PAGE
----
At present there are about 2,500 beekeepers in the Republic of Ireland managing over 22,000 colonies of bees, and another 500 or so in the North. With an average of less than 10 hives each, it is very rare that local honey gets beyond the local market, generally being sold in small shops and markets. In contrast to elsewhere in Europe and the US, almost all Irish beekeepers begin as hobbyists. This results in a particular mindset that is less bent on exploiting nature and more about quality than quantity. Social contact with other beekeepers through local federation meetings and honey shows creates a tight community and so helps with the spread of best practice in honey production and disease control.

This year it’s been a slow start to the summer – cold, windy and lacking in any spell of sustained heat. The weather pattern has been particularly frustrating for beekeepers. Despite the spurt of growth in May with here and there profusions of blossom, the temperatures have remained below 18°C. Most flowers don’t produce nectar in any significant quantity without heat, blackthorn and sycamore were particularly disappointing though the dandelions were good. One notable exception to this temperature dependence is a relative newcomer whose impact is very strongly felt – oil seed rape. This is a mixed blessing, as my dad describes it. Oil seed rape comes early in the year and provides nectar in huge quantities with very high sucrose levels – 55% as compared with 15-20% in most wild flowers. This is great to help colonies build up quickly after the winter but can mean that other sources get neglected. Once bees find a good supply of nectar they return, working non-stop until it is exhausted. It also makes them a bit ratty and hard to work with, they are buzzed up like kids on Fanta and working overtime. The honey produced from oil seed rape is prone to crystallisation and lacks the depth of flavour of other honeys. My dad usually mixes it with intensely flavoured ivy honey and encourages the crystallisation so that he gets a smooth creamed honey. Another nectar producing blossom that appears less vulnerable to the cold is fuchsia, which produces good flavoursome honey and is an important source for beekeepers along the coast of West Cork, where it is most abundant. Fuchsia also has the advantage of a long season with multiple flowerings in the year.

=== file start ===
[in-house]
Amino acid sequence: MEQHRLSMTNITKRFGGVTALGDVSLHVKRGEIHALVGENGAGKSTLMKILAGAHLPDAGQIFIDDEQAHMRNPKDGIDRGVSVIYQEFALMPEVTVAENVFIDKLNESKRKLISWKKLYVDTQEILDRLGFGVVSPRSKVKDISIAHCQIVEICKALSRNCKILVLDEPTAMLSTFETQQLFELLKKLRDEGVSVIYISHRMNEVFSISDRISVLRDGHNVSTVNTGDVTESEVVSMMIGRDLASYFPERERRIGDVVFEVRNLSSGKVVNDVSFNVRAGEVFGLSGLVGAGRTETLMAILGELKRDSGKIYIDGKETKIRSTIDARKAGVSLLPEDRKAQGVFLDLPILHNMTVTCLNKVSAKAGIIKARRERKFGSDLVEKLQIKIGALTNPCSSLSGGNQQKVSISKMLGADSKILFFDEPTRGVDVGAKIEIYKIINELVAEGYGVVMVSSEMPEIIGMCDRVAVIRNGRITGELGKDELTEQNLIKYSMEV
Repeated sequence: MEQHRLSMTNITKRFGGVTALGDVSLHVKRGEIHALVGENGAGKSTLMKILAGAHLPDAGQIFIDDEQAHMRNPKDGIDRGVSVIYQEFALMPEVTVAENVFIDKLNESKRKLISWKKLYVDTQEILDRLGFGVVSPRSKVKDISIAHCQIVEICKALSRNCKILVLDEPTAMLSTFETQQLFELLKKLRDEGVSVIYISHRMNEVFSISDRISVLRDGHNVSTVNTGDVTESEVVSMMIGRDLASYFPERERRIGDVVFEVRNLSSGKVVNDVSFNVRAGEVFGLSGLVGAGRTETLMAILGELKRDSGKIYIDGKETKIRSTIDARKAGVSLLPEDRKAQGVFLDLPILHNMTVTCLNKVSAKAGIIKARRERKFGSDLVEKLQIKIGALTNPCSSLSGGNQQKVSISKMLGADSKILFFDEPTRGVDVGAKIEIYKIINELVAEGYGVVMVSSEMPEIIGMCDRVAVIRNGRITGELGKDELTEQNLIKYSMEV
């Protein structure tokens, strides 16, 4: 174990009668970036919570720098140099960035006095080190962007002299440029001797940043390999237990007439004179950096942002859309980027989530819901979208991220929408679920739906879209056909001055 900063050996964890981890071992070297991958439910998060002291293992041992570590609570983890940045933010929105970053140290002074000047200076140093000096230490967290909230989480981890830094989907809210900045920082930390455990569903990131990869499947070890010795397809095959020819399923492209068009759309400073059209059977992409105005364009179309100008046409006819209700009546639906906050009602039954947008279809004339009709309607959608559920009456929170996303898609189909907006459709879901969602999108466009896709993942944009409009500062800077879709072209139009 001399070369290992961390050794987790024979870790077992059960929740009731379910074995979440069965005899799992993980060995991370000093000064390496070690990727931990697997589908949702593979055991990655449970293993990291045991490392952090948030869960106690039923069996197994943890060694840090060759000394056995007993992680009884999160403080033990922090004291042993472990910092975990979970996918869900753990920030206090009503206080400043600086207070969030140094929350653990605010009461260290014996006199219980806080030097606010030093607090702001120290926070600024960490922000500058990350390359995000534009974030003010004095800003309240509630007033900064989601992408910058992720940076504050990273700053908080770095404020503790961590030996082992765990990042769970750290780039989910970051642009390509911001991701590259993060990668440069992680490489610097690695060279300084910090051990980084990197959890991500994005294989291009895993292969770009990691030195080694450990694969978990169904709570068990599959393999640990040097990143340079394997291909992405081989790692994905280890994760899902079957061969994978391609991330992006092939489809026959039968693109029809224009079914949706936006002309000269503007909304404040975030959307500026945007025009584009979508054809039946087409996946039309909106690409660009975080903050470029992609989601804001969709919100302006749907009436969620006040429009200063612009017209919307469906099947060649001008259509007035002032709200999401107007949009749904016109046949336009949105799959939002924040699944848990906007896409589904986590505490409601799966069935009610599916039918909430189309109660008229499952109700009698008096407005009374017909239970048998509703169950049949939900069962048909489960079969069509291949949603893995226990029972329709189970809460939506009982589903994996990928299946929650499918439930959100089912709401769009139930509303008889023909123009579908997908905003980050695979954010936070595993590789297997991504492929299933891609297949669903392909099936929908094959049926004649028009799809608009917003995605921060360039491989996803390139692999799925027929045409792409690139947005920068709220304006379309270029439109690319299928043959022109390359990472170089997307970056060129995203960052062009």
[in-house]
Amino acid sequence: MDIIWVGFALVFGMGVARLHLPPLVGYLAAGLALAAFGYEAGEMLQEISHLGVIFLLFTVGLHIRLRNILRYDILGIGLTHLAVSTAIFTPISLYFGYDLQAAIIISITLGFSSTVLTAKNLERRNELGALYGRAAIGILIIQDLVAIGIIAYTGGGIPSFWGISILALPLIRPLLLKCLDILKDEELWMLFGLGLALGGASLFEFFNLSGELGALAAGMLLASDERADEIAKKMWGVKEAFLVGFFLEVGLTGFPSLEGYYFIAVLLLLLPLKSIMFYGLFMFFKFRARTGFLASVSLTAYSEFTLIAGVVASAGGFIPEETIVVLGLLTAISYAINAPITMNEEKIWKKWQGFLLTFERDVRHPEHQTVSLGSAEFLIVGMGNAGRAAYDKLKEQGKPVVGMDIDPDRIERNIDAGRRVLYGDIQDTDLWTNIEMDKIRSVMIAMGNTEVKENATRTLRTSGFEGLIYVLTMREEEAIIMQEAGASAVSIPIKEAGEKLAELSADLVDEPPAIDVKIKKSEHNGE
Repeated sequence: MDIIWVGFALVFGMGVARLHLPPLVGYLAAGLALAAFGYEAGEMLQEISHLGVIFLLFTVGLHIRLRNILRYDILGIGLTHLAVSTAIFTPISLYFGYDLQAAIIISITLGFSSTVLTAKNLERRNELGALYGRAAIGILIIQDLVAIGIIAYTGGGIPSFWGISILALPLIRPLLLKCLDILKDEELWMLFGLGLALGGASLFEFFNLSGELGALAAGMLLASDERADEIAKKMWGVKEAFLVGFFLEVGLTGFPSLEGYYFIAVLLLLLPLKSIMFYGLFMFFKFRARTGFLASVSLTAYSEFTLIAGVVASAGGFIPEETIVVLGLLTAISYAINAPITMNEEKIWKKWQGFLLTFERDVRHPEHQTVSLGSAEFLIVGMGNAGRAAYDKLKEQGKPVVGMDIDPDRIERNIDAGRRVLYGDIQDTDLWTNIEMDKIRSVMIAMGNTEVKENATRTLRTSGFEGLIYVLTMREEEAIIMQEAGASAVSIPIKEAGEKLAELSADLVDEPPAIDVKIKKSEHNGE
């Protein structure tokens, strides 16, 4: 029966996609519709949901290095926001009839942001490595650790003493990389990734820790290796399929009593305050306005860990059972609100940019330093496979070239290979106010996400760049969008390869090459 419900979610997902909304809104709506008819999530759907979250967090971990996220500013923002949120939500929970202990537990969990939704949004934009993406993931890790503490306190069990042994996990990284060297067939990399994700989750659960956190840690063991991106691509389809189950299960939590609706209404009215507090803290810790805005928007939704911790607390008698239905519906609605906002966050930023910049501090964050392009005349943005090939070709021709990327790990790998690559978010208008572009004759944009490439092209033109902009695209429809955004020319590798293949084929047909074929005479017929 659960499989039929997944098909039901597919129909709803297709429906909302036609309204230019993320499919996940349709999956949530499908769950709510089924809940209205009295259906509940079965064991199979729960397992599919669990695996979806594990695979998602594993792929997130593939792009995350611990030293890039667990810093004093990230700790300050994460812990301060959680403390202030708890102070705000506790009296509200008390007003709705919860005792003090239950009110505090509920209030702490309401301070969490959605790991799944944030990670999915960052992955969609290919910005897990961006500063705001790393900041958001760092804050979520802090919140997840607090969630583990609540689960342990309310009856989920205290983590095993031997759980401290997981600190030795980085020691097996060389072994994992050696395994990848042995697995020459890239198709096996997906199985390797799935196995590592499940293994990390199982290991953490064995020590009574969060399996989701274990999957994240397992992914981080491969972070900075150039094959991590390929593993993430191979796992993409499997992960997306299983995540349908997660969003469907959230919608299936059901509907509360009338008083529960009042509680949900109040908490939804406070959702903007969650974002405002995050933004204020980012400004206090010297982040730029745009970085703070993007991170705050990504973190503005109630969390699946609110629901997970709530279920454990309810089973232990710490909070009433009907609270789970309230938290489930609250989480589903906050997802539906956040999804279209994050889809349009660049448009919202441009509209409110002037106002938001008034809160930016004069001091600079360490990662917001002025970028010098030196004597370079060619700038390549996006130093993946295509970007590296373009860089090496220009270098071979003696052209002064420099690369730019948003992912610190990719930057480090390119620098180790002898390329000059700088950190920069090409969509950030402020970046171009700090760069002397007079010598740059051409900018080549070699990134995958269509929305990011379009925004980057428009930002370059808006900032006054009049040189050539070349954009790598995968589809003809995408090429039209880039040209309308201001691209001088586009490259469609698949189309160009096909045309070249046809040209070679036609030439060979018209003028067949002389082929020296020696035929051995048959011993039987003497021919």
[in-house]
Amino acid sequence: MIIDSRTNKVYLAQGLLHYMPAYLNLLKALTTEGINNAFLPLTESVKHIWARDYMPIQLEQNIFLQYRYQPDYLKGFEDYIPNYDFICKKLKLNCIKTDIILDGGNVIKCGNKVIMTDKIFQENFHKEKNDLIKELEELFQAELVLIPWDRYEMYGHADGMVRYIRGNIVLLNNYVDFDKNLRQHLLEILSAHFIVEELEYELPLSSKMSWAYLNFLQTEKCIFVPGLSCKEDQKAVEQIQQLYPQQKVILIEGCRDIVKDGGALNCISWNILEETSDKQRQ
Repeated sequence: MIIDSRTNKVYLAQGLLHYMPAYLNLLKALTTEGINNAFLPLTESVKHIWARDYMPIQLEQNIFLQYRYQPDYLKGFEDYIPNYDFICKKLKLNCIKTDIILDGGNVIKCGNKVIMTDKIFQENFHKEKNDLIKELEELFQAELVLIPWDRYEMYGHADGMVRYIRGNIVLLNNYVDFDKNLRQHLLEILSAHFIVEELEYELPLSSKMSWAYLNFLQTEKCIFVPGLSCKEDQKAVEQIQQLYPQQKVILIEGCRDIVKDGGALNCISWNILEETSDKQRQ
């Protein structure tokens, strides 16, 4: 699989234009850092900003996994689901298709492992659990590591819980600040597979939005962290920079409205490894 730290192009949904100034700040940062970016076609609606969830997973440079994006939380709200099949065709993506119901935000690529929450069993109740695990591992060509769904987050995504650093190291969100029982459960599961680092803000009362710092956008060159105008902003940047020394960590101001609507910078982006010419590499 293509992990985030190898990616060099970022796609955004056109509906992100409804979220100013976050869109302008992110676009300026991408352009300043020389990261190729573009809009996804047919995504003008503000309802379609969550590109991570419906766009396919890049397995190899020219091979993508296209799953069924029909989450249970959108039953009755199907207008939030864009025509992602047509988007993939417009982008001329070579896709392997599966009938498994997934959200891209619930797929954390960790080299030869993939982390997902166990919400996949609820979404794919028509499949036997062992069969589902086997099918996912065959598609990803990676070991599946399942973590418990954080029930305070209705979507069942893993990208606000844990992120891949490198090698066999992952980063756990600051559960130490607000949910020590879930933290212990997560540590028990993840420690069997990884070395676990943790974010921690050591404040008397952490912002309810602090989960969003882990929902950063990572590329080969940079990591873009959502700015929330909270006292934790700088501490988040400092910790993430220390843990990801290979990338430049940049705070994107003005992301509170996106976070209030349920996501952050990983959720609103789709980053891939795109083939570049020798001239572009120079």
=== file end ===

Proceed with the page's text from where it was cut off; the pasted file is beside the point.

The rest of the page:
The relationship between beekeepers and farmers can be very important. Many commercial crops depend on or are improved by bee pollination. In return beekeepers generally need access to little pockets of unused land for their apiaries. The ideal site is sheltered with a southerly aspect and has a high ditch in the flight line to lift the bees away from humans. Most importantly beekeepers need farmers to recognise the value of biodiversity – in order to thrive, bees require a multiple of wild sources through the year, not just the commercial crop that the farmer is growing. Whitethorn and bramble are particularly valuable but are also severely affected by hedge cutting. And how grassland is managed has a big impact on clover. Clover has a tremendous value to the farmer for fixing nitrogen and wild white clover (not the New Zealand variety) produces delicious light honey, but it is damaged if the grass is cut for silage just as the clover comes in to flower.

The beekeeping associations are very keen to encourage new beekeepers. If you are interested in getting started you will find a community of enthusiastic people willing to share their time and experience. Learning the practice requires time spent observing a beekeeper at work and there is also an annual training course that runs in September/October with outdoor demonstrations in April and May. Check out the websites below for more information if you are interested. Otherwise look out for local honey and keep some clover and even a few dandelions on your lawn to help keep these wonderful little workers buzzing.